Early indications of nutrient build-up prior to burning can be:
Prevention is always the best policy, so it is a bright idea to develop good habits that decrease the chances of mistakes. First of all, be sure to use the correct nutrients for the appropriate growth stage. Even then, it is a wise idea to only use ¾ the recommended dosage on product packaging. Sometimes, manufacturer recommendations can run things a bit “hot,” which leaves little room for error.
Nitrogen is the predominant compound found in cannabis nutrients, especially during the vegetative phase. Nitrogen toxicity will be quickly followed by more severe symptoms.
Further indications of nutrient burn are yellow, burnt tips on leaves. This will be widespread as over-fertilisation affects the whole plant. Small, burnt tips are common and nothing to worry about. When the yellowing intensifies and advances, however, it is time to take action. Once leaves start to curl and go brown, they are definitely goners.
Step 1: Identify what may have caused the root problem (refer to list of possible triggers above)
The cannabis plant below did not have any drainage holes (water could not drain out the bottom of the pot). Notice the strange twisting of some of the leaves. When roots are left in stagnant water for too long, they cannt get enough oxygen and tend to develop root problems.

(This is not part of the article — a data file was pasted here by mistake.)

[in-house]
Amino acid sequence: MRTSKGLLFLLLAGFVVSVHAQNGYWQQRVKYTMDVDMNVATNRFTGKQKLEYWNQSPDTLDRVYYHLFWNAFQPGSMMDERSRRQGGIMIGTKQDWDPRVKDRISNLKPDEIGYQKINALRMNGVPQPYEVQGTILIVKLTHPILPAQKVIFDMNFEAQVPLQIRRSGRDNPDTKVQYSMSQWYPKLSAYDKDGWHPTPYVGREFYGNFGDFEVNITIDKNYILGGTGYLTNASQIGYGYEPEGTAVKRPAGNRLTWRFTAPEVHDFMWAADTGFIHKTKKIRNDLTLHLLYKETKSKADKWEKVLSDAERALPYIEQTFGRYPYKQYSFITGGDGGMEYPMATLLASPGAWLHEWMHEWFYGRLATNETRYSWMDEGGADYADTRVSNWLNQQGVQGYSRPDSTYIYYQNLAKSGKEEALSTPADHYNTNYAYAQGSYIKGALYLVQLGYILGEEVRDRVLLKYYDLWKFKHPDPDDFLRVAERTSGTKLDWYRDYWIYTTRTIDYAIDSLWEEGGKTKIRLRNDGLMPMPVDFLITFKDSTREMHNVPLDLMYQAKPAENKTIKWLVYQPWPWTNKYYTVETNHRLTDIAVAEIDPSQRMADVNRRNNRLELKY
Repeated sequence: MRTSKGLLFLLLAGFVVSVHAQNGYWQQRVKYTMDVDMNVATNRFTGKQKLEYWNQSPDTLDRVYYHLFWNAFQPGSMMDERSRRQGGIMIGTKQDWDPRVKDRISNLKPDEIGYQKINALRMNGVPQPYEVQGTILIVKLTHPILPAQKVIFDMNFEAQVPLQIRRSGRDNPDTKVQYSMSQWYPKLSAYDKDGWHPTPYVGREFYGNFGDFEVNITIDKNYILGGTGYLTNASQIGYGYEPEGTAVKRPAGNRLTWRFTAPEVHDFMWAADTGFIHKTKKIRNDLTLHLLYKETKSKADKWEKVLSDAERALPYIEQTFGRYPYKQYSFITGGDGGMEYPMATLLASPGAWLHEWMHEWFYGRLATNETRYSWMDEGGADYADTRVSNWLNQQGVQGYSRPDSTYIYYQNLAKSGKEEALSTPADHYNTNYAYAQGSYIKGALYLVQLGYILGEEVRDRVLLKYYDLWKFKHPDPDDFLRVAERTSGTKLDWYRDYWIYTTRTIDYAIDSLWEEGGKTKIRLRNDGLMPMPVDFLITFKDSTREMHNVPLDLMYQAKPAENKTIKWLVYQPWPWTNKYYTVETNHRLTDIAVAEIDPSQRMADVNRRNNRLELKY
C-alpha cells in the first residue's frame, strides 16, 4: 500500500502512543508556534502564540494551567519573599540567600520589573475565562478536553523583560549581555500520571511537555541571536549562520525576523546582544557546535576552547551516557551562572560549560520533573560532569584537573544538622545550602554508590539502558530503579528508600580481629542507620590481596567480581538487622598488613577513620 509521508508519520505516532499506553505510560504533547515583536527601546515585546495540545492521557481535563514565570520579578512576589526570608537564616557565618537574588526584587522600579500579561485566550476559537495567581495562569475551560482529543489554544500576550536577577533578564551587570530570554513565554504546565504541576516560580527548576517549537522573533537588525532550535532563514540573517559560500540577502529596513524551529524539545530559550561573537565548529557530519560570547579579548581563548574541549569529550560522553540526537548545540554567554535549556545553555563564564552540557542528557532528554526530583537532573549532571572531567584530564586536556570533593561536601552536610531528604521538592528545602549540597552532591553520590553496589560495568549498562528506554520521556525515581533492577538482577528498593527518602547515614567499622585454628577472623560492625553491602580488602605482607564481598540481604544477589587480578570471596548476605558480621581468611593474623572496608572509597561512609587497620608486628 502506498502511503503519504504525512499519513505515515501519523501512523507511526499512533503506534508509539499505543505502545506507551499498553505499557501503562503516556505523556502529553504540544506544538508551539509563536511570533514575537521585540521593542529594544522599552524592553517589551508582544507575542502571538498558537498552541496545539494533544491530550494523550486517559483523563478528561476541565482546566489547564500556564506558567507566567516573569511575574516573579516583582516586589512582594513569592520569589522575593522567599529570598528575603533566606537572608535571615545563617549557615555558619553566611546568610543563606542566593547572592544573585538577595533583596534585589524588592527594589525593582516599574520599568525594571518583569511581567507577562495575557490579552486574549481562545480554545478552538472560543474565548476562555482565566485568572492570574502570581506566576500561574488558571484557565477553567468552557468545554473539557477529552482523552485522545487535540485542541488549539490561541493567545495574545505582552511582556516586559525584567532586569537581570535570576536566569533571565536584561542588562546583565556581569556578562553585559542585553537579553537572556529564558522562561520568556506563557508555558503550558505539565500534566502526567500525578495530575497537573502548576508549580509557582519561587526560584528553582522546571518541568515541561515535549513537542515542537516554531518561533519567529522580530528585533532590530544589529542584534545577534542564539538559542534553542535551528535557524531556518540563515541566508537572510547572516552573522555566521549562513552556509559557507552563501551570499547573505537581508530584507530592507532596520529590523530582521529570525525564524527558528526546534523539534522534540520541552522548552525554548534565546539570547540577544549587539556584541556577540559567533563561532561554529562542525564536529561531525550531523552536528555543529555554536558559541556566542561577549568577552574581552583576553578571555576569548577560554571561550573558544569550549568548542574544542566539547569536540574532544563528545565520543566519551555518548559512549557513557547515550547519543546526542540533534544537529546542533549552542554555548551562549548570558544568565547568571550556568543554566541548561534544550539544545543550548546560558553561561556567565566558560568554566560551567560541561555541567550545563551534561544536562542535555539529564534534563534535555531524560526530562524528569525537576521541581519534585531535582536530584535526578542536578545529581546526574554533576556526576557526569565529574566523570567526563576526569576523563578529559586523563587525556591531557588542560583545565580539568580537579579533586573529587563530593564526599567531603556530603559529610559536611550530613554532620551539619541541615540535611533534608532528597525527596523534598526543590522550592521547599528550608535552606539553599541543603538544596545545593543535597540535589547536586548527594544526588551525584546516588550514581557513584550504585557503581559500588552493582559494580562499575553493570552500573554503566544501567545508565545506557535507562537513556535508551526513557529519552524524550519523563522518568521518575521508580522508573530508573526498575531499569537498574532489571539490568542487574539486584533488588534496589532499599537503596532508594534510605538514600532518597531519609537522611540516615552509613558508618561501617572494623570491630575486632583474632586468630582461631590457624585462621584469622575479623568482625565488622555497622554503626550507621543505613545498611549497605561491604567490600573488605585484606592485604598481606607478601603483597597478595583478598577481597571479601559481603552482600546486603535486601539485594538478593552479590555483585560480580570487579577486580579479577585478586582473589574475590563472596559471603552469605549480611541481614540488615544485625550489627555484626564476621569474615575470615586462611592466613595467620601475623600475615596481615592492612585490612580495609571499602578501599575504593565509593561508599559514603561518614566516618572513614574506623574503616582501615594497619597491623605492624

This clone was give the same amount of water from when it first sprouted. As the plant started getting bigger and drinking more, this wasn’t enough and became chronically underwatered (a different type of root problem, with similar symptoms). What this particular plant needed was to be given more water at a time. One warning flag was that the plant was drying out every day (you should only have to water your plant every few days, if it’s drying out in just one it likely needs more water at a time). It’s always a good idea to listen to your plants when deciding when to water, as opposed to following a set schedule. Each plant and environment is different, and what works for some plants may not work as well for others!
More overwatered marijuana seedlings – these were overwatered since theyf first germinated. If leaves are drooping down in normal heat, but still seem kind of “fat” it’s often something with watering or roots!
This particular type of cupping of the leaves below is common among cannabis plants with root problems. In this case, the plant had no drainage from the bottom of the solo cup, so water was just pooling at the bottom for the roots to sit in. Once the grower poked holes in the bottom of the cup, this problems went away (the cupped leaves didn’t recover, but new leaves started growing in happy and healthy).
Chronic overwatering in thick soil led to these symptoms. The main thing that alerts you to the fact that the yellowing is caused by overwatering is the fact that it’s droopy. It’s very easy to overwater young plants when you have a small seedling in a big container. When that’s the case, don’t soak the whole growing medium. Water in just a circle around the plant until its leaves are up and growing fast. At that point you can start watering more thoroughly 🙂
You May Not Want to Use Hydrogen Peroxide (H2O2) for Root Problems! H2O2 is temporarily effective at best when it comes to root problems. By it’s nature, even commercial grade H2O2 will be completely gone from a water reservoir after about 24 hours as it reacts with the water to form oxygen (decomposes) until the H2O2 is completely gone.